The advent of autumn


artist's book

Artist’s book, Conversation with May

The autumn season is one I have always welcomed.  Yet, it is bittersweet for me, as it is in my bones to remember my childhood at this time of year.  I remember the start of school – pulling out the wool school uniform (heavy and itchy, buying the new, brown and white saddle shoes and penny loafers.  I remember walking to school alone at a young age. It was not unusual for me to talk aloud to myself or my guardian angel who sat on my right shoulder and was a girl, of course.  I remember still – to this day – that is was the best feeling – the wind blowing my hair across my face, the cardigan sweater buttoned all the way to the top keeping me snug. I looked forward to lunch which my mother religiously packed every day – Lebanon bologna on white bread, a small bag of Wise potato chips, a Tastykake Cremie – and I carried it in a brown paper bag along with my oilcloth to place over my desk, where we ate in our classrooms with our teacher – Sr. Rosaline or Sr. Bernadette…So, clutching my book bag I left home every morning with excitement and fear mixed together, as I stepped away from the world my parents had so lovingly created for me.

My parents were the first generation of Americans whose parents and some siblings were born in Italy or Czechoslovakia.  They never finished high-school because they were needed by their parents to work in the Pennsylvania mills. Working at least 10 hour days at ages 13 and 15, they supported their large Catholic families. In my father’s home of fifteen children, only the oldest and youngest sons were “allowed” to go to college – and they did, both on sports scholarships to Catholic universities.  My parents worked in the mills until the day they retired despite the changing times and their intellectual brilliance.  It was not until I reached my 20’s that I realized how much they sacrificed for their daughters.  We were expected to go to college – all three girls.  And we did, and then some.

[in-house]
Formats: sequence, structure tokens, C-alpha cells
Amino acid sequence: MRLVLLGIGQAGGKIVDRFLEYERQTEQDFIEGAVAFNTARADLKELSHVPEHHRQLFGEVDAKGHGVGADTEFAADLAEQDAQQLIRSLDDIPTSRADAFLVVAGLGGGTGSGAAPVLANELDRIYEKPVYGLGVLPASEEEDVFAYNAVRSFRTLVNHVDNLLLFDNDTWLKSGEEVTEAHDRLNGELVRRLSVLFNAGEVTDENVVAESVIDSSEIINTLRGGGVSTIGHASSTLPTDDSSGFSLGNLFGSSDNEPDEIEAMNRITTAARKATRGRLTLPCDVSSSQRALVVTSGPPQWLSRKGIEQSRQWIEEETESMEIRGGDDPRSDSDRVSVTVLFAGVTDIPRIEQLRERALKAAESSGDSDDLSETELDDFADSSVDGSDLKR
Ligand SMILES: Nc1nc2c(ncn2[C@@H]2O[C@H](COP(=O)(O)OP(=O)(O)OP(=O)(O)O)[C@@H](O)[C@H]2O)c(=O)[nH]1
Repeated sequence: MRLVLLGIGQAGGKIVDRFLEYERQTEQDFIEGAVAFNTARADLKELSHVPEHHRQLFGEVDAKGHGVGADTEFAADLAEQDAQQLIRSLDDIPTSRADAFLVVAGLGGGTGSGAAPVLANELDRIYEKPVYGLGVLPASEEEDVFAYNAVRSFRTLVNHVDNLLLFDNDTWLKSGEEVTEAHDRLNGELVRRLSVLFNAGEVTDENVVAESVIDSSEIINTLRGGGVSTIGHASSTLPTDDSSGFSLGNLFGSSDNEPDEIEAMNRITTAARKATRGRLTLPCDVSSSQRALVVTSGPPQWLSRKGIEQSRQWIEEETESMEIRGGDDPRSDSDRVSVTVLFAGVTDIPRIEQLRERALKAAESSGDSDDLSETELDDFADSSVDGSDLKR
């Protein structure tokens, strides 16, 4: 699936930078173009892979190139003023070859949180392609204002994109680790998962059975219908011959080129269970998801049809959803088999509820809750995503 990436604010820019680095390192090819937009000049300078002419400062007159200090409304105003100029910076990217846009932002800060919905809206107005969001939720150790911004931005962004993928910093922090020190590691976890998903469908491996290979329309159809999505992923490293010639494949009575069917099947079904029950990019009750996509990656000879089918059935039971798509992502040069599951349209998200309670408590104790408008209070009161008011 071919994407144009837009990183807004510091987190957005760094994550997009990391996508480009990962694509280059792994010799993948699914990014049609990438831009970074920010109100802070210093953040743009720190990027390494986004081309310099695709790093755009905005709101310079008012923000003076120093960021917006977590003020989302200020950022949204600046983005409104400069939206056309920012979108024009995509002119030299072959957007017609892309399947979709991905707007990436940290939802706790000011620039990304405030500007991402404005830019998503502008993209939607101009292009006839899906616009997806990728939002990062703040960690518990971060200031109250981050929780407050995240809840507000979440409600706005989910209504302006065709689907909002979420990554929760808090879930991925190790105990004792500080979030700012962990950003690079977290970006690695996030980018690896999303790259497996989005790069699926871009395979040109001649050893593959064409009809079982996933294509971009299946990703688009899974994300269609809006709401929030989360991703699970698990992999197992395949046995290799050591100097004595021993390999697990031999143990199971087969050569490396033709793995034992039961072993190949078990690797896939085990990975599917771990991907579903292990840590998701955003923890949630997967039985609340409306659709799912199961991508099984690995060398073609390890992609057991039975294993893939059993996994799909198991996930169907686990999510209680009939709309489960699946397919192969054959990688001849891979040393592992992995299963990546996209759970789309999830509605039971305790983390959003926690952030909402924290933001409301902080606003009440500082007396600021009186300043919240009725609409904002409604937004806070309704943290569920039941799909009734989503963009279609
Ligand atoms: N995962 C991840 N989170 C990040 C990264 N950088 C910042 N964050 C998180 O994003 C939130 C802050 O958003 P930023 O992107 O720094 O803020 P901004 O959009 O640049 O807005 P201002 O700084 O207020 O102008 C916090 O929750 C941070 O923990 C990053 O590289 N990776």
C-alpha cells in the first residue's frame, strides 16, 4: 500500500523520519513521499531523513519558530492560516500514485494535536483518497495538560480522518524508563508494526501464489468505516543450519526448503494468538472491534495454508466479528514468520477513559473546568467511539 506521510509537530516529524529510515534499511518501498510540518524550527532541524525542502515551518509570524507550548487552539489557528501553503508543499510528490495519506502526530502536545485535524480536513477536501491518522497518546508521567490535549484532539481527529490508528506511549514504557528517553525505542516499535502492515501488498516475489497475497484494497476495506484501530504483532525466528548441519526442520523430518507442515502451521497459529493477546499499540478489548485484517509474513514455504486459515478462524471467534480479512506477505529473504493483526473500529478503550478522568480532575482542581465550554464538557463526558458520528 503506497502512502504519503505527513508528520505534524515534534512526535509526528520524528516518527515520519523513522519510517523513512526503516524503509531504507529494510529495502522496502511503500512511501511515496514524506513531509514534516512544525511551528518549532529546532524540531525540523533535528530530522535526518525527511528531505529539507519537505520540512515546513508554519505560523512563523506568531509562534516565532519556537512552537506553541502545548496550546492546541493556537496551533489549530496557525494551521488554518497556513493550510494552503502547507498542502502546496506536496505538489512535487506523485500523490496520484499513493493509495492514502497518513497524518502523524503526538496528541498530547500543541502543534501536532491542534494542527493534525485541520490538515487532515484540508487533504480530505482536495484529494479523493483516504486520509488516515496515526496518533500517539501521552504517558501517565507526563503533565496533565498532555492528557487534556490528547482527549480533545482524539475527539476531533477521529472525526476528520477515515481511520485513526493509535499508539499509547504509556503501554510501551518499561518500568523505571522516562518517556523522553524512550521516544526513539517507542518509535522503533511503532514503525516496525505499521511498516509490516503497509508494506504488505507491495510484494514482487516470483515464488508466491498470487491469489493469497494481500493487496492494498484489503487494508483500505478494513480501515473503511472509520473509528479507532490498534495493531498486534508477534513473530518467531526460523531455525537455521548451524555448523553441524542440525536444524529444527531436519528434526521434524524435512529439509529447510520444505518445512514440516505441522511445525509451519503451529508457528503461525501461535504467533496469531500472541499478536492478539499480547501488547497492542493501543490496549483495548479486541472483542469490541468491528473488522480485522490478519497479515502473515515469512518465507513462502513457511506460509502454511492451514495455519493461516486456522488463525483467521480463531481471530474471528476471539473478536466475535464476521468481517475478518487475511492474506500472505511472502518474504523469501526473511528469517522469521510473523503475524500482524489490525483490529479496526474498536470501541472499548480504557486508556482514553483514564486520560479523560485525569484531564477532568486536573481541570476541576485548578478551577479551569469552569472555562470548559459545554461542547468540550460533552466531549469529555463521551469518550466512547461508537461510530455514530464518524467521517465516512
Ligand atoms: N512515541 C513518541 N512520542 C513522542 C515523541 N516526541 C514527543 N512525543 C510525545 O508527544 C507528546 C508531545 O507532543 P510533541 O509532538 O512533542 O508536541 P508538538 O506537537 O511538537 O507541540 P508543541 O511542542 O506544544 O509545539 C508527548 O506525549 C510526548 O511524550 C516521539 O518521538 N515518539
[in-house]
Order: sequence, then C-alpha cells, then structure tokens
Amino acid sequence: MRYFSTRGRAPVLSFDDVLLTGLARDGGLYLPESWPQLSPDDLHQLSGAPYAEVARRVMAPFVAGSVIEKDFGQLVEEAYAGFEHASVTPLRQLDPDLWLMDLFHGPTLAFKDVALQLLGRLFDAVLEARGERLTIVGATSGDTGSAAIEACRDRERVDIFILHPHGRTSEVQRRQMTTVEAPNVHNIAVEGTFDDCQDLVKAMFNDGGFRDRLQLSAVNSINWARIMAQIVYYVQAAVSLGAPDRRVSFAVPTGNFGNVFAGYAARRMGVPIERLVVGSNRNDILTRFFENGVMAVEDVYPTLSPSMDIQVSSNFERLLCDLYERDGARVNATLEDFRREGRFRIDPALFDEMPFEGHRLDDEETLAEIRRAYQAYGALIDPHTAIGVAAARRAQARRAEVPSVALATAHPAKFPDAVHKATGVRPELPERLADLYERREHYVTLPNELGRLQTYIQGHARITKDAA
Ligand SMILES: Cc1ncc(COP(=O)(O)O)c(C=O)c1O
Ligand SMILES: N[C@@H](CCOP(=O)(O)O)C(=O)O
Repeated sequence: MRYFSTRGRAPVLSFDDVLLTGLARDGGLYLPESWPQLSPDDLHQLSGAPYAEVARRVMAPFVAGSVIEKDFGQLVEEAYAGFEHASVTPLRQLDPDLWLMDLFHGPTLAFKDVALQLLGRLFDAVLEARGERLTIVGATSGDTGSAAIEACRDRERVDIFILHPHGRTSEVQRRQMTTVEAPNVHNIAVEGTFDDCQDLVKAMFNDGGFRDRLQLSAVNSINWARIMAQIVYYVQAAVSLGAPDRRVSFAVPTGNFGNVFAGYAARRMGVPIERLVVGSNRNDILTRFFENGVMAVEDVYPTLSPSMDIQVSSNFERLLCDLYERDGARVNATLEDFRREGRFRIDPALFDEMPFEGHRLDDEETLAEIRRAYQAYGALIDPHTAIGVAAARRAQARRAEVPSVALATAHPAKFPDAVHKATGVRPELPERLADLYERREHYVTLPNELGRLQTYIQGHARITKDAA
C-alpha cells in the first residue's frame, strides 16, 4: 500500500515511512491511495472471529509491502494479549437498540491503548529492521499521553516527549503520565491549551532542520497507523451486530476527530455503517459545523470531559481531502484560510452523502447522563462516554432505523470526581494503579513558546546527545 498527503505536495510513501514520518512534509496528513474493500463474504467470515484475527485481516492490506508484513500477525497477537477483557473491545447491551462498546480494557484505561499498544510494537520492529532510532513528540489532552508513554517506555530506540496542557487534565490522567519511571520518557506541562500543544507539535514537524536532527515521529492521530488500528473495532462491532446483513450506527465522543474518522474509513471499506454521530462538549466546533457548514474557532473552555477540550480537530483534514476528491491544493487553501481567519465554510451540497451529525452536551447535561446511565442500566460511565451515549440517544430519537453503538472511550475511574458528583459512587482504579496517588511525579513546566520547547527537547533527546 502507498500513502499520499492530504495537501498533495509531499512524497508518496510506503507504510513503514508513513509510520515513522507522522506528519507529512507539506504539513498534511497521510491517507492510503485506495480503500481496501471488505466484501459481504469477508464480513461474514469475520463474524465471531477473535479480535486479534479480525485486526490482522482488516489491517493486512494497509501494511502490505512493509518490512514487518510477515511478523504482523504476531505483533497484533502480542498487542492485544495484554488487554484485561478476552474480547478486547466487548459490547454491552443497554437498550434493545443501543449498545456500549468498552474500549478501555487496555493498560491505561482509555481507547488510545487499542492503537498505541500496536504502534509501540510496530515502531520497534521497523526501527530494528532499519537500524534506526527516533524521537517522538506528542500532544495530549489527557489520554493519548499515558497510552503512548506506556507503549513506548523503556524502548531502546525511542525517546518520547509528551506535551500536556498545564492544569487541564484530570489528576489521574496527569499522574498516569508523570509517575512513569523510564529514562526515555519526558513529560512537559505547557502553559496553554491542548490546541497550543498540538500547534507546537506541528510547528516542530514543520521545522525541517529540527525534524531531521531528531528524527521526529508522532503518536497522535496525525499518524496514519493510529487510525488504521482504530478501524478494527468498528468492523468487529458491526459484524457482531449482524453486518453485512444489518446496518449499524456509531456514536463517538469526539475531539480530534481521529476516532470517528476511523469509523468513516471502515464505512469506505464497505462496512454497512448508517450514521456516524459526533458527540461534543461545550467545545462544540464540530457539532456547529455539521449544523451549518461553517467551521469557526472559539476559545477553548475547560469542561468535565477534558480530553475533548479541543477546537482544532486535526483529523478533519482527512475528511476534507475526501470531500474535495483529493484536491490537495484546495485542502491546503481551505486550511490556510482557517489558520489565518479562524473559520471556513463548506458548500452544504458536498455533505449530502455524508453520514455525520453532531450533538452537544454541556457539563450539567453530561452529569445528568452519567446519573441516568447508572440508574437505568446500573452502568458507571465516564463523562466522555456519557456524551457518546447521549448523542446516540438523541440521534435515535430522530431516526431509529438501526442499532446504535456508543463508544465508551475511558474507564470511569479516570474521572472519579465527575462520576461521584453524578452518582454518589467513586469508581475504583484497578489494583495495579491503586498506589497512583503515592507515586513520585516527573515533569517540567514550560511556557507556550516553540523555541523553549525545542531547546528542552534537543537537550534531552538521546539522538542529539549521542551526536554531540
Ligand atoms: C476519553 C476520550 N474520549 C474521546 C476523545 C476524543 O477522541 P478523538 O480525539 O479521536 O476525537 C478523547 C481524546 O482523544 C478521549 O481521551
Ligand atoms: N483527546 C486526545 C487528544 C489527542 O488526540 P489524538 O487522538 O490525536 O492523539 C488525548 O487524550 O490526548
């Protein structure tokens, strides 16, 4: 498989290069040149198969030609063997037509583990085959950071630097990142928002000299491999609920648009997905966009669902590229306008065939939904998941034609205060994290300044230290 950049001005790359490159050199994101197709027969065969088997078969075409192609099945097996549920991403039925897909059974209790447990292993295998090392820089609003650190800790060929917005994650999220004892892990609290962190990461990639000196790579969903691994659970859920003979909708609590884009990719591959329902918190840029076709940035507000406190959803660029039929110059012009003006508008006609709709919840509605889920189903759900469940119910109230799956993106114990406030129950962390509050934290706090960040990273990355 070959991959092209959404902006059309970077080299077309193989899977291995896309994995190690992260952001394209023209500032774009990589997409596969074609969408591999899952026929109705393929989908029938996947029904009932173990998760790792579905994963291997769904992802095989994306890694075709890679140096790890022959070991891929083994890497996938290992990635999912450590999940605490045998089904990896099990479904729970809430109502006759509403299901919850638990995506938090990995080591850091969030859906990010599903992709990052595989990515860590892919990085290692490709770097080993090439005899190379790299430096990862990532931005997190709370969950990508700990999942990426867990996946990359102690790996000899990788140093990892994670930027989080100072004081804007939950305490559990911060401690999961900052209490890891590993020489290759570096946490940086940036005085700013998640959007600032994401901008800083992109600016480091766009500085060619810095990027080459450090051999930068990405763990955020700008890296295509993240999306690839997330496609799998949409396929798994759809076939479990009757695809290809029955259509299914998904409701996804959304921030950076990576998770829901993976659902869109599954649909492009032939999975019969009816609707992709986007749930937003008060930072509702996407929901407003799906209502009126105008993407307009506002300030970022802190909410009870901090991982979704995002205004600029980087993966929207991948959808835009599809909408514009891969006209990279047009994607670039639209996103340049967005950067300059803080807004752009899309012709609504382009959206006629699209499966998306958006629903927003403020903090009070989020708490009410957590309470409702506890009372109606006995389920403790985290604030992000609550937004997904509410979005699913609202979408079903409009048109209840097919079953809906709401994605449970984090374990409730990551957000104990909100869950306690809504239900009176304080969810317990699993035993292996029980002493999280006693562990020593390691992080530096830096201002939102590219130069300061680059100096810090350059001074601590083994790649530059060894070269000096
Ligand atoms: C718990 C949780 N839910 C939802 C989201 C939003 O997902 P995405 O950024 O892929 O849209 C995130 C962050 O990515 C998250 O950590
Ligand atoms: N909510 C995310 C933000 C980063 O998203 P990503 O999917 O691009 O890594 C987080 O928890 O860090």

So, I find during this advent of autumn that it is no surprise I live where I have been living for 30 years – that I married, raised our children, and work here, in this small town of ____. It is a community where many immigrants struggle and sacrifice as did my parents, in order to give their children much more than they will ever have themselves.  They want what my parents wanted for us – a good education to secure success.  When the fees for this and that come home in the backpacks (as they soon will), I often wonder at the toll this takes in the private lives of these families.  Yet sacrifice is what they do for their children.  Times have indeed changed, but not where it matters.

This essay, written for the library where I worked, was originally published in 1998 under “Notes From Your Children’s Librarian” and has been re-edited for this posting.

“Great Time,” a poem by May Sarton written in 1929.

During a decade of my life, I found the journals of May Sarton to be a great inspiration for my art.  As we so often do, we find ourselves in a “conversation” with a writer.  This artist’s book was a small tribute to such a conversation.  The paper is linen fiber imbedded with leaves, pulled in a Japanese style of papermaking; pencil, acrylic paint, calligraphy, collage and bookbinding are all by the artist. cp.


The start of the school year – at least in public schools – begins next week for teachers, and the following week.  Because of my own attachments to autumn this earlier “beginnings” pains me.  One always wants those sweet and dear experiences to remain for the younger generations…I suppose this is nostalgia.  The students walking to and from school accompanied by the hum of the cicadas and warm, late summer breezes are creating their own memories.  I wish for all of them the love of learning and joy in friendship for this new year!

August 2012



2 Responses to “The advent of autumn”

  1. Sally Says:

    Ah, lovely. I can hear the cicadas right now and am also thinking of returning to school once again. There are changes in how the air feels, and some fallen leaves are appearing on the porch. New books, new clothes, new possibilities.


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